·        Epidemiology:

o  In US, 2nd only to lung cancer in cancer deaths. Much lower in third world (Þ environmental factors)

o  Peak incidence in 7th decade (ie old), except APC and UC

o  70% in recto-sigmoid colon, rest all the way back to caecum

o  M:F is 2:1 for rectal, equal for right sided

·        Aetiology:

o  Adenomatous polyps (esp villous)

o  Ulcerative colitis

o  Familial multiple polyposis

o  Family History 

o  Environmental factors: High incidence in Europe/North America, low in Asia/Africa. Urban > rural 

o  Diet: High fat and low fibre (slower transit ® ?­exposure to carcinogens)


·        Pathogenesis: increasing loss of heterozygosity in genes involved in DNA repair, tumour suppression and oncogene activation. Either through ­turnover due to mucosal damage ® ­risk of gene match failure or directly genotoxic mechanism


·        Presentation:


o  Left sided: annular encircling ® napkin ring or apple core constriction. Signs of obstruction. Poorer prognosis despite earlier detection due to ­invasion 

o   Right sided: large fungating or sessile masses, necrotic areas, occult bleeding, anaemia, weight loss 

o  May produce mucin, ulceration ® blood loss

o  Doubling time of about 2 years


·        Macroscopic description: Early: may still appear to be a polyp or sessile. Later: obliterate precursor adenoma


·        Microscopic appearance: Most are moderately differentiated, irregular glands with pleomorphic cells, usually lack mucin production. Mucinous carcinomas (10 – 15%) have pools of mucin, cleaves through tissue aiding spread (worse prognosis)


·        Variants: Adenosquamous carcinoma, small cell undifferentiated (rare), Ulcerative colitis ® poorly differentiated colitis


Other large bowel tumours (Gastro-intestinal stromal tumours: GIST)


·        Carcinoid tumours: most common in appendix and stomach.

·        Lymphomas: Non-Hodgkin's.  Eg MALT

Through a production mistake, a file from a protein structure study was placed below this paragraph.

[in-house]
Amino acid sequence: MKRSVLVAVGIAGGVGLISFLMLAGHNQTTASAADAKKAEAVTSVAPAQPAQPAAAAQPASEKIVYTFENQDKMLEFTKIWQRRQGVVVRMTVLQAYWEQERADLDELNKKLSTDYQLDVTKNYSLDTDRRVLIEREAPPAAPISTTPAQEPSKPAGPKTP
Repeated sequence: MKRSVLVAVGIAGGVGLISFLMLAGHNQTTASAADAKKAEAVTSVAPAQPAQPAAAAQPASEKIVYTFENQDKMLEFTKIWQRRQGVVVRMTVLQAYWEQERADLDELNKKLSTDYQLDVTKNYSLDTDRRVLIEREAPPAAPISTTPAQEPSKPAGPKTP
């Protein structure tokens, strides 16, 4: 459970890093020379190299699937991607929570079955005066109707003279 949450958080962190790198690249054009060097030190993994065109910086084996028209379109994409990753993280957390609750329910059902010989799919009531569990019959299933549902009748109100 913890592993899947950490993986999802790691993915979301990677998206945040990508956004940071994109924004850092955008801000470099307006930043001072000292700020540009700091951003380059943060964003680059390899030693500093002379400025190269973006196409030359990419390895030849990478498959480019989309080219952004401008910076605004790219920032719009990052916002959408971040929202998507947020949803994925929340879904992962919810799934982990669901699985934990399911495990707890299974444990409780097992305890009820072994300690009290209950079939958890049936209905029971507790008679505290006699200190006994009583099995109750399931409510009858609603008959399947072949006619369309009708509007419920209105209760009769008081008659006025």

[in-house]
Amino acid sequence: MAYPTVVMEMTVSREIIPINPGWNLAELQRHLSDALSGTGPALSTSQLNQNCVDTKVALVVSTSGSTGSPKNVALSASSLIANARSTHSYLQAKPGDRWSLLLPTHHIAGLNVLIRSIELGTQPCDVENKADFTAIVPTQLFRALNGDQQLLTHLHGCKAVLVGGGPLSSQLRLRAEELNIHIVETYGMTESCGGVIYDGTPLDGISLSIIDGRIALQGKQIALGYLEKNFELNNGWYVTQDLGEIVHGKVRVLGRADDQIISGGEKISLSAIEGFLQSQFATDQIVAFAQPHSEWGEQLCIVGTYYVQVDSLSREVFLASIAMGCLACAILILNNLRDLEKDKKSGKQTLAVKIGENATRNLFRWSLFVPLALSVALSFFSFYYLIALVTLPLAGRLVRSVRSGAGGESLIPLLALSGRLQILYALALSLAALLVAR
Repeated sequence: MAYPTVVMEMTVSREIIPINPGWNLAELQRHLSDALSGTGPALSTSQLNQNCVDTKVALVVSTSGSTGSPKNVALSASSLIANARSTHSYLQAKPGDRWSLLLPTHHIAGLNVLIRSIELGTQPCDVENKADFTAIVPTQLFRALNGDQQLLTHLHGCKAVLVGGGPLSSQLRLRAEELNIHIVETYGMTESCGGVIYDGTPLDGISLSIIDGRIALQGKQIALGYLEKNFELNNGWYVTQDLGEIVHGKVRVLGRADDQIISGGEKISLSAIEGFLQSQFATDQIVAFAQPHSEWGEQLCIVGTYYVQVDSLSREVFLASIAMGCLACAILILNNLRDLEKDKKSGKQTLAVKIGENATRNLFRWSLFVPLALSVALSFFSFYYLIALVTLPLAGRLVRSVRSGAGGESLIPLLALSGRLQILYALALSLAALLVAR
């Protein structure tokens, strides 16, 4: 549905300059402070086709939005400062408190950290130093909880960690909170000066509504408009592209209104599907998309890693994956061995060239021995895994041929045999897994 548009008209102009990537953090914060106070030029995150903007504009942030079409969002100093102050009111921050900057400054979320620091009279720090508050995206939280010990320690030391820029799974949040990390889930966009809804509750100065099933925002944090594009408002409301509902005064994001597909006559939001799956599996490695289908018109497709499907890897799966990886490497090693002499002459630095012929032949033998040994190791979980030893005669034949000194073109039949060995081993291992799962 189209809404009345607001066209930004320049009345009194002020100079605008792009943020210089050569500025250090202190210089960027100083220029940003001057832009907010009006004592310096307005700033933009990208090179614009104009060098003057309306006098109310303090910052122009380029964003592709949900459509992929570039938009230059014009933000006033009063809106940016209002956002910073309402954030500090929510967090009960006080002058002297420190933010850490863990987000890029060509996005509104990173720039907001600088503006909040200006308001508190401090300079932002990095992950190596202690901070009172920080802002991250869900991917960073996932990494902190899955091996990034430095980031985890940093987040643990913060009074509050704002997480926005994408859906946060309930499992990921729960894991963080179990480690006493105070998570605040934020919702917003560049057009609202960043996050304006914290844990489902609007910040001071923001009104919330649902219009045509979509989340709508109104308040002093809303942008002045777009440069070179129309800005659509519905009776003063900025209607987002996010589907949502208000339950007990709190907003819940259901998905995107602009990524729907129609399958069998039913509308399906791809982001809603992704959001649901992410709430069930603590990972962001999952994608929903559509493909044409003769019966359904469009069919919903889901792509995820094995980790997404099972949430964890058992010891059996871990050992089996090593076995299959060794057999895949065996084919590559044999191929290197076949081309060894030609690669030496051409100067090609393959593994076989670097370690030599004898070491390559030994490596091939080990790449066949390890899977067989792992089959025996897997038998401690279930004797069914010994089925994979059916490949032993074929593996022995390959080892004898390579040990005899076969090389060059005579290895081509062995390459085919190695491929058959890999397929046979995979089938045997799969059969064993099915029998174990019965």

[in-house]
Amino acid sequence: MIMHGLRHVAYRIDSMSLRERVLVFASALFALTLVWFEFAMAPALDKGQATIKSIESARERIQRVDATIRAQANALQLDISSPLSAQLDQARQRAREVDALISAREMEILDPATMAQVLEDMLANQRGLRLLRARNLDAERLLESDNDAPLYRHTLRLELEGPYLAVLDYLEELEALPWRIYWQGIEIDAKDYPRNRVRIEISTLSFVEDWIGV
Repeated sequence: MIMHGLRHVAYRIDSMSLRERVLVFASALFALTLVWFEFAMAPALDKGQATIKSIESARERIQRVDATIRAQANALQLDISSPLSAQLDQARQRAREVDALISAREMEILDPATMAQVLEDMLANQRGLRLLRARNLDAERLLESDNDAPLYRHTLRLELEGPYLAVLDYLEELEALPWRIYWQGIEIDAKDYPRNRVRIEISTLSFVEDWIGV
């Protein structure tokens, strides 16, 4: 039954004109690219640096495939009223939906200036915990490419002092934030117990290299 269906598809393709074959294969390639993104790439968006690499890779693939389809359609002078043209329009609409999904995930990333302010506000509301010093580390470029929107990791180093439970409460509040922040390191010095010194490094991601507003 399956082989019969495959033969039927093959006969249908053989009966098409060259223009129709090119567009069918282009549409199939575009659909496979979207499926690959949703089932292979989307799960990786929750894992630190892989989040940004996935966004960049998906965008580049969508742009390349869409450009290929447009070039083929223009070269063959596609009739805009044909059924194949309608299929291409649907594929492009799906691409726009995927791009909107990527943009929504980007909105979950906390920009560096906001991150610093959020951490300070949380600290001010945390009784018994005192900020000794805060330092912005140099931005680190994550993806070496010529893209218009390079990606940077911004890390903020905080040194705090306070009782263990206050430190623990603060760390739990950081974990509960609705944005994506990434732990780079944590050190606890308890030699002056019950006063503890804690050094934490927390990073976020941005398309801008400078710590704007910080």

·        Mesenchymal tumours (eg leiomyomas): much less common




·        Rectal exam

·        FOBT: sensitivity 50% and low specificity

·        Sigmoidoscopy picks up 40% (& take biopsy).

·        Colonoscopy: expensive, miss rate for cancer 2-3%

·        Double contrast barium enema: cheaper, miss rate for cancer 10 – 15%

·        Check for dissemination: LFT, Abdominal CT, CXR (25% have metastatic disease at presentation)




·        Diverticular disease, Inflammatory Bowel Disease, Irritable Bowel Syndrome, Rectal ulcer


Treatment of Colorectal Cancer


·        No role for radiotherapy in colon

·        Adjuvant chemotherapy:


o   Improves 5 year survival over surgery alone from 50 to 60/65% (but can‟t predict who will benefit) 

o  ­Quality of life (side effects of cancer are pretty severe, chemo reduces these)

o  Given after surgery

o  Six months of 5FU

o   Currently given to:

§  Dukes C: All patients (C1 = Muscularis propria + lymph node, C2 = serosa + lymph node) 

§  Dukes B2 (serosa): High risk groups, perforation, invasion of adjacent organs, diploid tumours

·        Rectal cancer:

o   No serosa around rectum – cancer infiltrates straight into fat – harder to get clear resection margins 

o   Radiation in rectal cancer good: but ® impaired function and may irradiate small bowel ® fibrosis. Try and predict who needs irradiation and do it pre-operatively 

·        Palliation: hospice + chemotherapy better quality of life than hospice alone


Prognosis of Colorectal Cancer


·        Invade into serosal fat, metastasise to regional lymph nodes then to liver and lungs. Rarely intraperitoneal spread

·        Complications: Obstruction, perforation, haemorrhage, fistulas

·        Prognosis mainly related to stage (how far it‟s spread), to a lesser extent the grade and location

·        Pre-operative staging: ultrasound of liver, Xray of lungs

·        Duke‟s Post-operative staging:

·        Wgtn Hospital uses APC staging (Australasian Pathologists): minor differences to Dukes

·        5 year survival = cured – unlikely to relapse after that




·        Colonoscopy (e.g. initially rest of colon for 2nd primary, then every 3 years)

·        Monitor tumour marker CEA (colonic embryonic antigen). Also raised in a variety of other tumours & benign cancers. Not sensitive for early cancers (4% of Duke‟s A). Neither sensitive nor specific